Oakland, like San Francisco, has an out-of-control homeless crisis fueled by out-of-control housing prices; like San Francisco (where aid for homelessness can include tents to make outdoor sleeping more comfortable and safe), Oakland is supplying "temporary housing" for homeless people that institutionalizes a kind of living that has heretofore been viewed as a problem in and of itself.
The city is upgrading and refining its "Tuff Shed" camps, where homeless people live with roommates in prefab sheds behind fencing. The camps have shared portable toilets and twice-weekly service by Lava Mae, a charity that operates portable showers for homeless people. While the residents of the Tuff Shed camp are not required to be sober/drug-free, they are not allowed to consume intoxicants in the camp, nor are they allowed to cook in their homes.
Tuff Shed camp residents must sign themselves and any guests in and out of the camp at its gate.
It's hard to know what to make of this. On the one hand, as harm reduction goes, and given the limited resources of Bay Area cities, this is not a terrible idea and shares some of the things that make proven approaches like Housing First work.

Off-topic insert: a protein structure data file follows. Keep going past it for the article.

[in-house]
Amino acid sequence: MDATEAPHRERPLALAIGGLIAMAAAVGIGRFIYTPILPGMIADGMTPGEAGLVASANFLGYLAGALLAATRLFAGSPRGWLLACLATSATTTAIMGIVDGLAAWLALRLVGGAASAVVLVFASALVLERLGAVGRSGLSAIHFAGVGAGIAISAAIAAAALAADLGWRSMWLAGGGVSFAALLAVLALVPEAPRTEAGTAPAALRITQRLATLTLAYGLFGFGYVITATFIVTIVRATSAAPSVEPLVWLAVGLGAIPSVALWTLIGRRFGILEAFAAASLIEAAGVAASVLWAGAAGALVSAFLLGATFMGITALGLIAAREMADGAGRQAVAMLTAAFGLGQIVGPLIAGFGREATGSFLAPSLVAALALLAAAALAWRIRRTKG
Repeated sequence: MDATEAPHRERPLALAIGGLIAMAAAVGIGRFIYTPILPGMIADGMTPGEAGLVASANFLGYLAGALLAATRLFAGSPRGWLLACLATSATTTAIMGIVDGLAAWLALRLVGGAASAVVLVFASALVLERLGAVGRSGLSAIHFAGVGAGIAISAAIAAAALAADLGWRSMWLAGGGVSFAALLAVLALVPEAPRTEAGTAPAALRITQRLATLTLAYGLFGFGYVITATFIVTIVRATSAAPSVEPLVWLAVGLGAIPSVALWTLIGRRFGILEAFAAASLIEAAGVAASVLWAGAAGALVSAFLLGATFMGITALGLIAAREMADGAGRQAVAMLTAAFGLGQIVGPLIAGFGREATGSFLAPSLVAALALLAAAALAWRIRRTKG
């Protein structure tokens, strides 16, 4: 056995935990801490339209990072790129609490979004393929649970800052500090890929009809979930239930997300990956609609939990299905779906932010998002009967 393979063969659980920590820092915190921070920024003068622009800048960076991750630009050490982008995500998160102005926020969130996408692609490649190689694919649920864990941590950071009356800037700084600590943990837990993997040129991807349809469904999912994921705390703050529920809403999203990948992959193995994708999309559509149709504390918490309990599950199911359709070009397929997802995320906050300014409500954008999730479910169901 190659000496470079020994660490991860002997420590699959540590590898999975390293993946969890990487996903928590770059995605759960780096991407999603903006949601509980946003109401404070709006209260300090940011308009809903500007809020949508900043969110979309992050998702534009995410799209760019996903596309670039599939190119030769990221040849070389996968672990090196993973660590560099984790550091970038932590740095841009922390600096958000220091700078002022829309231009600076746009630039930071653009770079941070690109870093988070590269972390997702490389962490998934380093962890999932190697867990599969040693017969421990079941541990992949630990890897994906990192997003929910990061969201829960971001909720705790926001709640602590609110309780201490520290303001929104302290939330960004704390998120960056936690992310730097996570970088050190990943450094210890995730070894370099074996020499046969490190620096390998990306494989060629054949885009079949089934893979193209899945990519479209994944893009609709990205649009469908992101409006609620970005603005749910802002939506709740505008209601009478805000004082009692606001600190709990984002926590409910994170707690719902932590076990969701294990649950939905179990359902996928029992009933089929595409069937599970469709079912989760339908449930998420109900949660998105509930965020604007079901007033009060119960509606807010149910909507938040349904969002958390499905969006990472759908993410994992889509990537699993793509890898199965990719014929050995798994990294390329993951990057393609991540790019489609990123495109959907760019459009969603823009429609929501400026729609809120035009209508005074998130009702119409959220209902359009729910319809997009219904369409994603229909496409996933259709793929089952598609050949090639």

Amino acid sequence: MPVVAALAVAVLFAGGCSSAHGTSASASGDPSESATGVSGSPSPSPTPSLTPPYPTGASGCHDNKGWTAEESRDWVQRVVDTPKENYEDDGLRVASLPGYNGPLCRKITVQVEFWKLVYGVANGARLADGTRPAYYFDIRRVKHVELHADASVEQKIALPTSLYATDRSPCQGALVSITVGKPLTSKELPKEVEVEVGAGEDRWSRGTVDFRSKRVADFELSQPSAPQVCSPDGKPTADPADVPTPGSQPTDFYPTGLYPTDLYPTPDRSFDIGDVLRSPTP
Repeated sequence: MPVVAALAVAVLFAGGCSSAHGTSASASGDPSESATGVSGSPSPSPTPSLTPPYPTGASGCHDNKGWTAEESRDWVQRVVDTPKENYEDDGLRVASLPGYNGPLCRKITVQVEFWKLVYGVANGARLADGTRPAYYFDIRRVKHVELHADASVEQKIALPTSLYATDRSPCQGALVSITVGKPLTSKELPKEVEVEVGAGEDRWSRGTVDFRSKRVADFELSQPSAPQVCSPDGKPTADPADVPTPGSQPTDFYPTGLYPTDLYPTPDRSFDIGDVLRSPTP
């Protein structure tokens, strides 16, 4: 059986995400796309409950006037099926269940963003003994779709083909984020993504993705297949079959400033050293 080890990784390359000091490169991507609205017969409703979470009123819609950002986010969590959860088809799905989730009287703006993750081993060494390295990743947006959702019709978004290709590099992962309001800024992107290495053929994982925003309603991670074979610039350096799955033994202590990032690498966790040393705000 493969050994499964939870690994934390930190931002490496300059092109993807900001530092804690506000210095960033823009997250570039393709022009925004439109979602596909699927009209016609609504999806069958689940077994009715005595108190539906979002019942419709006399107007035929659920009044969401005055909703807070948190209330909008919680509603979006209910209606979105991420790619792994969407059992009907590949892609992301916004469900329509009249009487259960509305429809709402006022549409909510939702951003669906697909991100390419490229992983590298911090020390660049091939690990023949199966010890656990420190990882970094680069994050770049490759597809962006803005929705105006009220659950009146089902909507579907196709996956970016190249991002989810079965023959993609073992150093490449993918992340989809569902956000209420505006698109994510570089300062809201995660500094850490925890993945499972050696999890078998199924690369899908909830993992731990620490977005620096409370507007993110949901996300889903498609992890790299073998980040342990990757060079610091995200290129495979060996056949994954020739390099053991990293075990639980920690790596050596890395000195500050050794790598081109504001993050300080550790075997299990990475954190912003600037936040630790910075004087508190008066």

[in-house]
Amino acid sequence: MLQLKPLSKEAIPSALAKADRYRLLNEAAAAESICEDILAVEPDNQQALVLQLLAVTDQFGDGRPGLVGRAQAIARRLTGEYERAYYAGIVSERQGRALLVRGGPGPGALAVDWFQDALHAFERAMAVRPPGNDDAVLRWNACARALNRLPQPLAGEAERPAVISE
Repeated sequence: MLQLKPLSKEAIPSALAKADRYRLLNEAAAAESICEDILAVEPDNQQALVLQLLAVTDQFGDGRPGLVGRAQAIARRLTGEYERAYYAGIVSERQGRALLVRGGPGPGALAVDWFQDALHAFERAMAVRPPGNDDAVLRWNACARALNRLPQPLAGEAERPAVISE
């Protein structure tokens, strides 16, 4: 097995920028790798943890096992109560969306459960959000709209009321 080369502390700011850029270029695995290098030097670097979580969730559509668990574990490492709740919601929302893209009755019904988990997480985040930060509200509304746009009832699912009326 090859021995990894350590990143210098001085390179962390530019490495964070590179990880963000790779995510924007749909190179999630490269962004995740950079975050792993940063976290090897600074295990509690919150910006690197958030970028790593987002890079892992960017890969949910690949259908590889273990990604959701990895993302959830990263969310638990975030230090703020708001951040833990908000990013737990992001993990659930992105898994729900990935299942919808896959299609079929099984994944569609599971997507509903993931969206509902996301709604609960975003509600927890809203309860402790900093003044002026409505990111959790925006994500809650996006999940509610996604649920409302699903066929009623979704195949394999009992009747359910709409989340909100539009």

On the other hand, it's easy to understand why homeless people, to stand to lose everything if they are robbed, would be leery of having a roommate, and how the inability to cook or consume a substance that you are addicted to in the safety of your home would constitute a major hardship for people already living on the edge.
Mostly, it's just depressing that the richest region of the richest state of the richest country in the world can't do better than this -- even as the tech companies that thrive in the area (and whose employees have exacerbated the housing crisis) get away with paying infinitesimal amounts of tax.
The Northgate project cost almost $1 million, including $175,000 for the sheds, $550,000 for onsite staffing and services and a $125,000 fund for helping residents land permanent housing — but the funds came from outside donors, not from the city’s coffers.
Watkins was one of several people living in a massive encampment at Northgate and 27th who expressed reservations about moving into the sheds but said they were willing to give it a try.
“I’m hopefully going to give this one a shot,” said 31-year-old Jonathan Jacobs. “But if this one doesn’t work out, I’m going to have to construct another plan.”
To Jacobs, the Tuff Sheds aren’t a huge step up from his tent on Northgate.
“We’re still here on the street,” he said, “it’s just on the other side of the street.”
Homeless greet Oakland’s new Tuff Sheds with hesitation, hope [Marisa Kendall/East Bay Times]